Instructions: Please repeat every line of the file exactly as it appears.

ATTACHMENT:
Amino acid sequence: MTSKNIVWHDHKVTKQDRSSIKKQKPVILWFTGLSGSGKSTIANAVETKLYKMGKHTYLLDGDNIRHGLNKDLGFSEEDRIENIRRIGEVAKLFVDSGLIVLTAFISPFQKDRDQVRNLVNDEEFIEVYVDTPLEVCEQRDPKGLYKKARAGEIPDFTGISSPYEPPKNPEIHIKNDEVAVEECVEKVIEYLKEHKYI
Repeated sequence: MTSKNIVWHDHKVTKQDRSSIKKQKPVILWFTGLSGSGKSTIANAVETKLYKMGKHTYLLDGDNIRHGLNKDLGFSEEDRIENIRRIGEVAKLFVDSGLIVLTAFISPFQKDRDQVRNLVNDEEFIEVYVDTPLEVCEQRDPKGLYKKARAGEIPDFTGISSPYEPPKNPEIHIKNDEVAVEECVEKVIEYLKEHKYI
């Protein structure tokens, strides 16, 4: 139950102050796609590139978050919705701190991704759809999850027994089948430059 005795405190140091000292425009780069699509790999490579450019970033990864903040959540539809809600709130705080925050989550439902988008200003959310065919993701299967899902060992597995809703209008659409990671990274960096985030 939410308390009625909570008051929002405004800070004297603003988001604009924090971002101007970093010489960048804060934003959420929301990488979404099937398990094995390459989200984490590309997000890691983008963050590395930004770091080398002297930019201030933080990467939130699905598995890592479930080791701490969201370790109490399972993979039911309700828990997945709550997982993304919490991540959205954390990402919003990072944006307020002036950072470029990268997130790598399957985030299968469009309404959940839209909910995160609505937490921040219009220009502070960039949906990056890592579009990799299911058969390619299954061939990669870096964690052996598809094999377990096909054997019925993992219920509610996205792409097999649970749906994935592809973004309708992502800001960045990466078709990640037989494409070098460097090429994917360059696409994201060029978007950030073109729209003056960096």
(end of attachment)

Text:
Amino acid sequence: MTSKNIVWHDHKVTKQDRSSIKKQKPVILWFTGLSGSGKSTIANAVETKLYKMGKHTYLLDGDNIRHGLNKDLGFSEEDRIENIRRIGEVAKLFVDSGLIVLTAFISPFQKDRDQVRNLVNDEEFIEVYVDTPLEVCEQRDPKGLYKKARAGEIPDFTGISSPYEPPKNPEIHIKNDEVAVEECVEKVIEYLKEHKYI
Repeated sequence: MTSKNIVWHDHKVTKQDRSSIKKQKPVILWFTGLSGSGKSTIANAVETKLYKMGKHTYLLDGDNIRHGLNKDLGFSEEDRIENIRRIGEVAKLFVDSGLIVLTAFISPFQKDRDQVRNLVNDEEFIEVYVDTPLEVCEQRDPKGLYKKARAGEIPDFTGISSPYEPPKNPEIHIKNDEVAVEECVEKVIEYLKEHKYI
């Protein structure tokens, strides 16, 4: 139950102050796609590139978050919705701190991704759809999850027994089948430059 005795405190140091000292425009780069699509790999490579450019970033990864903040959540539809809600709130705080925050989550439902988008200003959310065919993701299967899902060992597995809703209008659409990671990274960096985030 939410308390009625909570008051929002405004800070004297603003988001604009924090971002101007970093010489960048804060934003959420929301990488979404099937398990094995390459989200984490590309997000890691983008963050590395930004770091080398002297930019201030933080990467939130699905598995890592479930080791701490969201370790109490399972993979039911309700828990997945709550997982993304919490991540959205954390990402919003990072944006307020002036950072470029990268997130790598399957985030299968469009309404959940839209909910995160609505937490921040219009220009502070960039949906990056890592579009990799299911058969390619299954061939990669870096964690052996598809094999377990096909054997019925993992219920509610996205792409097999649970749906994935592809973004309708992502800001960045990466078709990640037989494409070098460097090429994917360059696409994201060029978007950030073109729209003056960096």